The Greenville News
Published 6:35 PM EDT Sep 13, 2018
WILMINGTON, N.C. — Bob and Joan Derbyshire are together again.
The couple managed to be side-by-side to celebrate their 70th wedding anniversary and now to weather Hurricane Florence as the storm moves into the Carolinas.
Bob Derbyshire, 89, lives in a separate nursing home from his wife, who suffers from dementia and lives at the Davis Community near the coast of Wilmington.
The Davis Community, like some other nursing homes and senior living facilities, has allowed family members of residents and staff to stay in the building to ride out the storm. Pets were welcomed, too.
The Davis Community building was designed to withstand Category 4 winds, so between the structure, a powerful backup generator and overstocked supplies of food and medicine, the staff there said they felt prepared and secure.
More: Waiting for Florence: Tales from the front lines of an approaching hurricane
More: Hurricane Florence slows as most dangerous phase begins near Wilmington, N.C.
Many of the residents there, although staying indoors, treated Thursday like any other day. Bingo in the afternoon. A tea party planned for the evening. Most televisions that were on showed newscasters braving the elements to cover Florence.
Lying next to his 88-year-old wife, Bob Derbyshire sang "Itsy Bitsy Spider." The room was dim since Joan Derbyshire had just woken up from a nap.
"She's been taking care of me before she got dementia, and so I've been taking care of her," Bob Derbyshire said.
Tuesday, the day Bob Derbyshire temporarily moved in with Joan Derbyshire, was the couple's 70th anniversary. The Baltimore natives moved to Wilmington about seven years ago to be closer to their children. They have a son in Raleigh, he said.
He was 19 and she was 18 when they married, and he later had a career in psychiatry, working at the University of Maryland medical school and a private psychiatric practice.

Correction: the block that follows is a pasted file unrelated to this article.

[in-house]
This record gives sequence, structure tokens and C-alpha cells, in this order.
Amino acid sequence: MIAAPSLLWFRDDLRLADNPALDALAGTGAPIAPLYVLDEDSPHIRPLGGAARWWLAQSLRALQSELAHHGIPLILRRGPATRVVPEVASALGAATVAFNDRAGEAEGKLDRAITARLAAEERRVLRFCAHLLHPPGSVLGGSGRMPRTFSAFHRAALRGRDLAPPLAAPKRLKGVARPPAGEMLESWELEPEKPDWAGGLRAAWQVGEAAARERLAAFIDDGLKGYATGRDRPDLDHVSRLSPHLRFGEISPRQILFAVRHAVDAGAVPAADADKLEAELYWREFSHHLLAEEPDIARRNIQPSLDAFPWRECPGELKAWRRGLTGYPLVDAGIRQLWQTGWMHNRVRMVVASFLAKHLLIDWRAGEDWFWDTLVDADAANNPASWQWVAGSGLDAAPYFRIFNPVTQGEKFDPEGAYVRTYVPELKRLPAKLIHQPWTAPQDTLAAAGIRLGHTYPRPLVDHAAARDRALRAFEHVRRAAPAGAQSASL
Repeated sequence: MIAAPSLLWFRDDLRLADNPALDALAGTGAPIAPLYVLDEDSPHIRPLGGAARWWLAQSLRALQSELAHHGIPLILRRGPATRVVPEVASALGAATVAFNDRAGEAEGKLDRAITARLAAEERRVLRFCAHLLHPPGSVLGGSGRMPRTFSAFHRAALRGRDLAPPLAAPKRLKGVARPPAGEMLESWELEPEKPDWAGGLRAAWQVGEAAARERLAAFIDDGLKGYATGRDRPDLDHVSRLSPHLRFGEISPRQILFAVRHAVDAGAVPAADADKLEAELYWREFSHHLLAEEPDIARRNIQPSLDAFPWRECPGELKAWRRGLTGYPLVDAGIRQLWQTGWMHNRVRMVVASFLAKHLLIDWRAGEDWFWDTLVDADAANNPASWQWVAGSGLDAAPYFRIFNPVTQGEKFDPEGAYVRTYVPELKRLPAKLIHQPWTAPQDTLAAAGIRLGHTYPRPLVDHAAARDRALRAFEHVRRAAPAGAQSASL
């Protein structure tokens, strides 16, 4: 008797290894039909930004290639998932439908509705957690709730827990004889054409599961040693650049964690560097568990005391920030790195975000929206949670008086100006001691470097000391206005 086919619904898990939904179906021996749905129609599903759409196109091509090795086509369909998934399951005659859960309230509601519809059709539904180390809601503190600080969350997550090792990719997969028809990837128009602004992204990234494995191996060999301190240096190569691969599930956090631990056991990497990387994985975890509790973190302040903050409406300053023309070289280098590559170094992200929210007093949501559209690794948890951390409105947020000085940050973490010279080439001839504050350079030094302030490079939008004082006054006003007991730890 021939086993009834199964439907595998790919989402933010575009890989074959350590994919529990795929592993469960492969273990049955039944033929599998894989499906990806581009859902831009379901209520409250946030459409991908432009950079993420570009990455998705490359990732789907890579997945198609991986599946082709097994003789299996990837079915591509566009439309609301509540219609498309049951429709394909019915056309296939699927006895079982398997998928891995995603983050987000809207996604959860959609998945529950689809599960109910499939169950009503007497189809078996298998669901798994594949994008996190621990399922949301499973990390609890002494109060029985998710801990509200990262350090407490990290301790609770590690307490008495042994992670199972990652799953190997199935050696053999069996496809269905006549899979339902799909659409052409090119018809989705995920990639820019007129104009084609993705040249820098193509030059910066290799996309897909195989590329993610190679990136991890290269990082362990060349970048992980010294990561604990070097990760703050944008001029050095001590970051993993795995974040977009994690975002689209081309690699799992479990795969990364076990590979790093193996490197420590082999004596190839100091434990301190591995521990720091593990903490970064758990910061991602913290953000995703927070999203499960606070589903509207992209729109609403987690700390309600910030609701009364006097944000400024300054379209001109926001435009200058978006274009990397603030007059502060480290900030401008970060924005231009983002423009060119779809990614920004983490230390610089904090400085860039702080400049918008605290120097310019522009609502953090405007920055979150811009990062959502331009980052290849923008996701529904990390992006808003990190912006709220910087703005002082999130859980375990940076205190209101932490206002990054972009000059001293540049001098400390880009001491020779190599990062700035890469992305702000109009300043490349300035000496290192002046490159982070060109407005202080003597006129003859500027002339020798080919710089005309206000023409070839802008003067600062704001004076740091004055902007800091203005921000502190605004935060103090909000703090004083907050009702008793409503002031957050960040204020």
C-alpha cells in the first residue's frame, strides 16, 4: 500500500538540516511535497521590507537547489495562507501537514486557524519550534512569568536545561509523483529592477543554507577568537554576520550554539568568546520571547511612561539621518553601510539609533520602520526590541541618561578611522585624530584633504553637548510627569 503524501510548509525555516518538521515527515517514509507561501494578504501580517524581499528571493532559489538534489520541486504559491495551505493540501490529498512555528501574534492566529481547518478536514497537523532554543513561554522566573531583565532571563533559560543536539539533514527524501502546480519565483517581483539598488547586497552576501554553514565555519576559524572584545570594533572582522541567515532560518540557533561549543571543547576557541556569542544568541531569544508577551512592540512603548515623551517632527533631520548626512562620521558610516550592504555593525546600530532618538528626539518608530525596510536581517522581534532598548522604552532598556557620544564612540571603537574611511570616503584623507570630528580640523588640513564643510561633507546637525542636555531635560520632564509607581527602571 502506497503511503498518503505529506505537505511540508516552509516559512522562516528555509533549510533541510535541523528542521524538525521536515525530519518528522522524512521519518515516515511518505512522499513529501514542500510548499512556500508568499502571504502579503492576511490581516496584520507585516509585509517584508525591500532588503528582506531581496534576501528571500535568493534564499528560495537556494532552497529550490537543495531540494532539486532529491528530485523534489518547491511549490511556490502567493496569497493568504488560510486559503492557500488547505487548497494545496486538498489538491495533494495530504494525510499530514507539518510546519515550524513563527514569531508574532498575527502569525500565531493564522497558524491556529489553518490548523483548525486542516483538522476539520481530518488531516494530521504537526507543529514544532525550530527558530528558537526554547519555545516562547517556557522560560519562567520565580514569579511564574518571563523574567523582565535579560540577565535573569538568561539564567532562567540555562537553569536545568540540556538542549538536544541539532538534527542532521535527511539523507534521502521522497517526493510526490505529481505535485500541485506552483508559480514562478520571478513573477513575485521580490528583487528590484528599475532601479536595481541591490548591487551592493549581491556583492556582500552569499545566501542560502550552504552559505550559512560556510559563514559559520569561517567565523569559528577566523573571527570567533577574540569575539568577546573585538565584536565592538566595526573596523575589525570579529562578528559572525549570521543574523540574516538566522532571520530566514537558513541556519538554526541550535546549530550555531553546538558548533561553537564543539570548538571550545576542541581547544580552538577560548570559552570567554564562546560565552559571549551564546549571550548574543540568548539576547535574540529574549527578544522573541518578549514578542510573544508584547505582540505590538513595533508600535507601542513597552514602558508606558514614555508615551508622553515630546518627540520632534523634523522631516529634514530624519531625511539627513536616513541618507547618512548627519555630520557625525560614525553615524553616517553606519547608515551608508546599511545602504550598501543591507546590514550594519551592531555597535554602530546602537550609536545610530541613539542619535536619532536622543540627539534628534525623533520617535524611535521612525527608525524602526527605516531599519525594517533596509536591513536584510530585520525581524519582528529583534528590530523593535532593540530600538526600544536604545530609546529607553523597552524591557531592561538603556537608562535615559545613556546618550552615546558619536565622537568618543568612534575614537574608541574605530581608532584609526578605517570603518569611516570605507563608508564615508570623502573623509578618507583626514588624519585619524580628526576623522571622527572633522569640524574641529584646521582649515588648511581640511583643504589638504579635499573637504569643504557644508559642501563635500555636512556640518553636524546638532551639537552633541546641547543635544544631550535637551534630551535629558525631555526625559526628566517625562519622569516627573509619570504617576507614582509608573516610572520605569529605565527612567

This is the first hurricane the Derbyshires have experienced since Joan Derbyshire began living at the Davis Community three years ago, but Bob Derbyshire said he's not concerned about Florence's potential impact.
"No, I don't worry about that. I could go anytime. It doesn't matter to me," he said. "At this age, you don't worry about that kind of thing."
Julie Rehder said they encouraged family members to stay in the facility so everyone could be together. Many visiting family members were provided cots, air mattresses or cushions to help them sleep.
"We're all kind of just pulling together. It's like a big campground almost," said Wayne Schaefer, the community's clinical coordinator.
Resident Laura Still was in a car crash in 1990 that left her with a traumatic brain injury. She spent 10 years in a coma before regaining consciousness. Thursday afternoon she was playing bingo with her fellow residents.
Born and raised in Wilmington, she's been through a lot of storms, she said. Florence didn't faze her.
"I'll just be here, weathering out the storm," she said, adding that the Davis Community should be a safe place to stick it out. "It's better than most."
About 300 people total are staying in the Davis Community, which had its hurricane shutters closed by Thursday.
Staff staying there were allowed to bring their pets in. Andrea Zowalski, who works in food services and does most of the baking, brought her three cats – Kitt-Katt, Chu-Chu and Tyn-Tyn.
"There's my baby," she said, picking up Chu-Chu. "I'm definitely staying because I was worried about them being behind in the house so I wanted them with me. It made sense coming here."
Food will continue to be served to the residents and guests like any other day. Three extra truckloads of food were delivered this week to prep for the storm, the staff said.
Children also had access to the community game rooms to help keep them occupied and comfortable.
Rae Walton, 19, was playing Connect Four with his younger brother Thursday afternoon. Their mother is on staff.
"I don't really mind it, just as long as we're safe with my family," he said. "I'm enjoying making new friends along the way."
While some nursing homes with a chain of sister communities transported their residents to other facilities in advance of the storm, many felt it was best to shelter in place to avoid difficulties during relocation efforts.
"We're in the safest place," said Shannon Jordan, the Davis Community's admissions coordinator. "I wouldn't want to be anywhere else."